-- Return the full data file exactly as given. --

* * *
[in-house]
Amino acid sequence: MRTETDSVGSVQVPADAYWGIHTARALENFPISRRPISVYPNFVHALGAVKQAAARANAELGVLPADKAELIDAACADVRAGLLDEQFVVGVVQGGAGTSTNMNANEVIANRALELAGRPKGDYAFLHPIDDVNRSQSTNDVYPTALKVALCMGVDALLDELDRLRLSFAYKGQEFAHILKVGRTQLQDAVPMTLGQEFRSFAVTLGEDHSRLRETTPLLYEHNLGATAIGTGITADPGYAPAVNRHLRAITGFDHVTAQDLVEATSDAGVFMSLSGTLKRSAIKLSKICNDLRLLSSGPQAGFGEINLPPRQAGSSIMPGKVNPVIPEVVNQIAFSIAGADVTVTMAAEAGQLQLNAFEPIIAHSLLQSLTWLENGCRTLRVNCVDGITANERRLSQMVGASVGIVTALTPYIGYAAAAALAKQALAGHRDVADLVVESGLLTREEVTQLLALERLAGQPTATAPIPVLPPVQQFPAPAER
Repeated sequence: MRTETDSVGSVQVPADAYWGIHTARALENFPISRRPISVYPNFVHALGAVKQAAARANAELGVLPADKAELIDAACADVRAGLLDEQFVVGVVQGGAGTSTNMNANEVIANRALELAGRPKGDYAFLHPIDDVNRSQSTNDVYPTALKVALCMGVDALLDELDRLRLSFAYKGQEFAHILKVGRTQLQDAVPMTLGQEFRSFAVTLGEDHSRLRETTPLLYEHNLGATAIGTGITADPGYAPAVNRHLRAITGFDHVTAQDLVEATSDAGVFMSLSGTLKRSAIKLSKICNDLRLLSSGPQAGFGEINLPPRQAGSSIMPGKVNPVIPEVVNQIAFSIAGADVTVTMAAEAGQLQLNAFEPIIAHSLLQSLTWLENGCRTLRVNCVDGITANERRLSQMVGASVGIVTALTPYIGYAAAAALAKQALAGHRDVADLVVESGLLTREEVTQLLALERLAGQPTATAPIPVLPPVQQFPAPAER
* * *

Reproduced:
[in-house]
Amino acid sequence: MRTETDSVGSVQVPADAYWGIHTARALENFPISRRPISVYPNFVHALGAVKQAAARANAELGVLPADKAELIDAACADVRAGLLDEQFVVGVVQGGAGTSTNMNANEVIANRALELAGRPKGDYAFLHPIDDVNRSQSTNDVYPTALKVALCMGVDALLDELDRLRLSFAYKGQEFAHILKVGRTQLQDAVPMTLGQEFRSFAVTLGEDHSRLRETTPLLYEHNLGATAIGTGITADPGYAPAVNRHLRAITGFDHVTAQDLVEATSDAGVFMSLSGTLKRSAIKLSKICNDLRLLSSGPQAGFGEINLPPRQAGSSIMPGKVNPVIPEVVNQIAFSIAGADVTVTMAAEAGQLQLNAFEPIIAHSLLQSLTWLENGCRTLRVNCVDGITANERRLSQMVGASVGIVTALTPYIGYAAAAALAKQALAGHRDVADLVVESGLLTREEVTQLLALERLAGQPTATAPIPVLPPVQQFPAPAER
Repeated sequence: MRTETDSVGSVQVPADAYWGIHTARALENFPISRRPISVYPNFVHALGAVKQAAARANAELGVLPADKAELIDAACADVRAGLLDEQFVVGVVQGGAGTSTNMNANEVIANRALELAGRPKGDYAFLHPIDDVNRSQSTNDVYPTALKVALCMGVDALLDELDRLRLSFAYKGQEFAHILKVGRTQLQDAVPMTLGQEFRSFAVTLGEDHSRLRETTPLLYEHNLGATAIGTGITADPGYAPAVNRHLRAITGFDHVTAQDLVEATSDAGVFMSLSGTLKRSAIKLSKICNDLRLLSSGPQAGFGEINLPPRQAGSSIMPGKVNPVIPEVVNQIAFSIAGADVTVTMAAEAGQLQLNAFEPIIAHSLLQSLTWLENGCRTLRVNCVDGITANERRLSQMVGASVGIVTALTPYIGYAAAAALAKQALAGHRDVADLVVESGLLTREEVTQLLALERLAGQPTATAPIPVLPPVQQFPAPAER